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It's not a hard thing to admit: I'm sick and tired of talking about steroids (and PEDs) in baseball – and have been for a while. When it was announced in 2009 that Alex Rodriguez's name was on the (completely "anonymous" and presumably destroyed) "list of 104" from the 2003 testing, I couldn't bring myself to parrot the same old arguments every other baseball fan has had over the last ten years. Instead, I looked for a simpler, more joyful take on the sport – and found it in Snoopy's race with Hank Aaron for the home run crown.

A few months later, when it was Manny Ramirez who was in the news – this time for an actual failed test – I went to the same well. In 2011, when Manny decided to retire rather than serve out a 100-game suspension for a similar positive test, I ignored the present and, instead, looked back at his great career. I follow baseball to enjoy it, to revel in the feats of those who play the world's greatest game. I don't follow baseball to drag myself down with hypotheticals and other impossible comparisons to an ideal that never existed (or to dwell in the sanctimony of those who do). I don't care about steroids or PEDs – the union and the owners have decided to handle the issue of PEDs with random drug testing and strong punishments, so why should I care anything beyond that? – but I do care about the exploits of a homering hound. That's just who I am.

I freely admit to having felt differently in the past. When Barry Bonds was making a mockery of the record books (you know, the same way Tiger Woods made a mockery of Pebble Beach in 2000 – by being miles better than anyone else) while being allegedly tied to steroids, I hated him for it. His attitude, his baseball-sized elbow brace, his utter dominance – I would rail against his cheating with the best of them. But years of maturing, of thinking on the era as a whole, of getting away from my initial revulsion to the man on the field, has put those feelings to rest. Bonds was better than everyone else – and quite possibly the greatest player of all-time – because he had eagle eyes, a lightning bat, and a whole cadre of pitchers unwilling to challenge either. Steroids certainly played a part, but it is impossible – I repeat, impossible – for any of us to know to what extent. It's why I usually let steroids and PEDs talk float away into the wind.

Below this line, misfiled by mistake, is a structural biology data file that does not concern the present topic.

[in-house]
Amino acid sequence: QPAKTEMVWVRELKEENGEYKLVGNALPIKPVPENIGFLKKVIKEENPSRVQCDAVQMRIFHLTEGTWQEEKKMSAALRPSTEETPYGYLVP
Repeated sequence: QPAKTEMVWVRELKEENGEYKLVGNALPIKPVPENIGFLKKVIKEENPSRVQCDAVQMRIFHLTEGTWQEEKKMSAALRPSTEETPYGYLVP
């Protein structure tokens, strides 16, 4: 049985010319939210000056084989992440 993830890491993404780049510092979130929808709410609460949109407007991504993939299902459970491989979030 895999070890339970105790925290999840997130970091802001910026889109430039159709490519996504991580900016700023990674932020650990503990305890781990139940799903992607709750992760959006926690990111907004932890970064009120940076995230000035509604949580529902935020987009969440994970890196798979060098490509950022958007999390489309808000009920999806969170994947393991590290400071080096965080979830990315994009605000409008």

But I don't exactly have that luxury today. The Ryan Braun news that broke late Saturday night and all day Sunday – that Braun tested positive for something on MLB's banned list and that he is in the middle of fervently challenging the findings – was a blow to the gut and left me in stunned silence for most of the night. As a Brewers fan living in Milwaukee, I cheered Braun's MVP award loudly, despite recognizing Matt Kemp's superior season. He's not the perfect ballplayer – his defense leads much to be desired and he likely doesn't have the power to ever lead the league in home runs – but he is clearly one of the best in the league and he's embraced this town like few before him. I couldn't wait to enjoy Braun's time as the reigning National League MVP.

What do I do now? If the test results are upheld, how can any Brewers fan enjoy Braun's reign? Even if one can get over it personally, there's no way a fan of any other team would let him enjoy it. Will we cheer him when he returns to leftfield, or will we always feel betrayed, unsure of his true talent, unsure if his ten-year contract is justified? Will we even be allowed to see him accept his MVP trophy on Opening Day?